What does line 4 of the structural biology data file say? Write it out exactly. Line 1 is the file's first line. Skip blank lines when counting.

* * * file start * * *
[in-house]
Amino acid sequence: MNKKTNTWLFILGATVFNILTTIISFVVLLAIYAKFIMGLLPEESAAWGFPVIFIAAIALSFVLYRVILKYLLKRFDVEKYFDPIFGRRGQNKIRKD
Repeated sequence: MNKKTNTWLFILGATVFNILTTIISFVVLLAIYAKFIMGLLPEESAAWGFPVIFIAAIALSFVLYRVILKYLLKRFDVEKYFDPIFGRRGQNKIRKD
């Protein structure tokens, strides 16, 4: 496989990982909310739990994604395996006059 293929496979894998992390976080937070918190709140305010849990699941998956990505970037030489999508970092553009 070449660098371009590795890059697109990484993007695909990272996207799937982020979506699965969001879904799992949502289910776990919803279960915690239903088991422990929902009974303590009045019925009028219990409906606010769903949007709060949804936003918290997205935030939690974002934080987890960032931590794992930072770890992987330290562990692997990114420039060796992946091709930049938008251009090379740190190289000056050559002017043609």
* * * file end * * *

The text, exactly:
């Protein structure tokens, strides 16, 4: 496989990982909310739990994604395996006059 293929496979894998992390976080937070918190709140305010849990699941998956990505970037030489999508970092553009 070449660098371009590795890059697109990484993007695909990272996207799937982020979506699965969001879904799992949502289910776990919803279960915690239903088991422990929902009974303590009045019925009028219990409906606010769903949007709060949804936003918290997205935030939690974002934080987890960032931590794992930072770890992987330290562990692997990114420039060796992946091709930049938008251009090379740190190289000056050559002017043609």